All of this is important to me as I find that the discovery of novelty and a healthy relationship to learning intrinsically complex things essentially make up a fountain of youth. We are children once because we do not yet have a broad foundation of knowledge regarding the world around us. Our best moments of learning are found in play. We learn language with the help of family and friends who dote on us as infants, encourage our unintelligible sounds, and reward us with love and amazement. We extend our developing skills by the exploration of what is immediately around us such as when parents fill the crib with toys, stuffed animals, a mobile, and musical devices. Then it’s off to find the house before wandering into the backyard and then the park. Every step of the way we are playing and venturing further out and no one asks that we do more than that. We are not graded to talk, we do not receive marks for achieving an efficiency of play with our teddy bear. We do not pay children to go to make sand castles or fire them when they do not win at hide-n-seek.
This age of innocence and exponential learning comes crashing to a halt as soon as we find out that our teachers are allowed to be disappointed with us and worse. They embarrass us, tell our parents that we are failures in their eyes; even our peers are allowed to wreak havoc on our developing sense of self by ridiculing us for not being as fast, as pretty, as smart, as tough, or as rich. After all of this social conditioning we want well balanced adults who are prepared to enter a work force and not be burdened by mental illness, alcoholism, violent tendencies, or laziness. Our system is broke, yet while it’s wearing the Emperor’s New Clothes many think it’s better than the alternative of the Emperor not wearing any clothes at all.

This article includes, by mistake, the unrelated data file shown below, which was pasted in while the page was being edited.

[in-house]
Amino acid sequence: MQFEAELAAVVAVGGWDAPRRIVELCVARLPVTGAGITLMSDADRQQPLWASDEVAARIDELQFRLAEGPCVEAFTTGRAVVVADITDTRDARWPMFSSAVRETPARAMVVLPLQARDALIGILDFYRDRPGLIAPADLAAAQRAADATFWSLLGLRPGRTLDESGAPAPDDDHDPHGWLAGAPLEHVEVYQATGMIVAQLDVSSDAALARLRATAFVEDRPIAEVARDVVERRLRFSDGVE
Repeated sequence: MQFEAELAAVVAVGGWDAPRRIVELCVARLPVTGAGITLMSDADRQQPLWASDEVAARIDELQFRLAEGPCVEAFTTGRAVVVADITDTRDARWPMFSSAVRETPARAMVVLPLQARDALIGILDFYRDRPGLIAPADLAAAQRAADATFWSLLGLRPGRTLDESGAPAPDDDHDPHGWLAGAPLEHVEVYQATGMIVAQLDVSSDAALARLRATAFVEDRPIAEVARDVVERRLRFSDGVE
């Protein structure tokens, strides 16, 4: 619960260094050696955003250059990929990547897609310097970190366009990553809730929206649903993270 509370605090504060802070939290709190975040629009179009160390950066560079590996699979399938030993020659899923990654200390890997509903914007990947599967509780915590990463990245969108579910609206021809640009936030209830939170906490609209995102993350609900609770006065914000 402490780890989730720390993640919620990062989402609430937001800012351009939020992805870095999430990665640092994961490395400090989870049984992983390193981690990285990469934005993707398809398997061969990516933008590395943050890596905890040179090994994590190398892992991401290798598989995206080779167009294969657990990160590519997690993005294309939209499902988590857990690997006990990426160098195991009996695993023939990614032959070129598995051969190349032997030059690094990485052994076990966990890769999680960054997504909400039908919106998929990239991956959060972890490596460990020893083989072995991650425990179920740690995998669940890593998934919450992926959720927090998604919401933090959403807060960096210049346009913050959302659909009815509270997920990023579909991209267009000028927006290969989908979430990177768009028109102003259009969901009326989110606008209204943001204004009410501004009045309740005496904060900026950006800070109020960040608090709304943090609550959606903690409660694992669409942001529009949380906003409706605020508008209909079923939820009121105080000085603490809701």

Someone has to step up and offer something different. While no one person or group is likely to have a universal answer that will solve the predicament that we as a society and global population are in, it is obvious we are in need of greater imaginations and ability to adapt to complexity. We must strive to discover alternatives to an education process that is not inspiring the generations to dream of going to the figurative moon.